Sat and read the owners manual last night...and learnt that the 'Magic eye' on the battery will show black if the battery is charged and OK, and yellow if it needs replacing. Well the one on the car's battery is black....is the 'Magic eye' an accurate indicator of battery condition?
 

RUM4MO

Active Member
Jun 4, 2008
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South Scotland
So far I've got been able to truly trust these magic eyes, even the when they were the reverse, ie yellow for good, that system did not seem to be worth much.

I've wondered if with these black is good ones if your usual problem is not being able to shine a bright enough light source down through that viewing port on the battery. Cheapest way to gauge a battery's condition after charging it overnight is to use a cheap analogue voltmeter to check its initial voltage, then watch that analogue meter during cranking, while cranking the voltage should stay up around 9 volts for a good fit battery. Using a digital voltmeter for this cranking check will not work due to the slow refresh rate.

Edit:- one of the CTEK smart chargers I have is a "test and charge" version, you can get it to test if the battery is good during cranking - unfortunately when I checked the Exide original battery in my daughter's previous car, a late 2009 Ibiza 1.4 86PS, the charger in test mode switched off - a really silly design as it looked like it needs at least 8V to operate, so with a really duff battery that still started the car okay, it could not stay on and hand out a "BAD BATTERY" test result!! - after replacing that battery with a Bosch equivalent (we are Costco members so good Bosch battery prices are available to us), when fully charged, I repeated that test and only got "BATTERY OKAY" I had expected to achieve "BATTERY GOOD" status, but was disappointed! I had already bought a cheap but good enough for that job analogue voltmeter so knew what was happening for both old and new batteries, but I did expect to get a "BATTERY GOOD" result from a new and fully charged battery!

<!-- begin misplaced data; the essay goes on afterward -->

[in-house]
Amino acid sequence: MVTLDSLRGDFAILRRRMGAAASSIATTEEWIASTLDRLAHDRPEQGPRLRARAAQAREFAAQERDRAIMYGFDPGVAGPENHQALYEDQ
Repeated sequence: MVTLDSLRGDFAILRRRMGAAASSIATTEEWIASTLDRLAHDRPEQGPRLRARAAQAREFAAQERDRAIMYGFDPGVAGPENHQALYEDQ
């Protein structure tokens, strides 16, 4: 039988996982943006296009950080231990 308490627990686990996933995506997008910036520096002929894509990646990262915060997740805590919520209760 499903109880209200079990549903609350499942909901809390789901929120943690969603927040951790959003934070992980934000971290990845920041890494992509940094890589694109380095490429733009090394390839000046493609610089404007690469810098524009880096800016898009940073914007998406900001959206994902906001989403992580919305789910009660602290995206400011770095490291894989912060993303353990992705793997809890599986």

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collywobble

Active Member
Jun 20, 2019
72
16
North Devon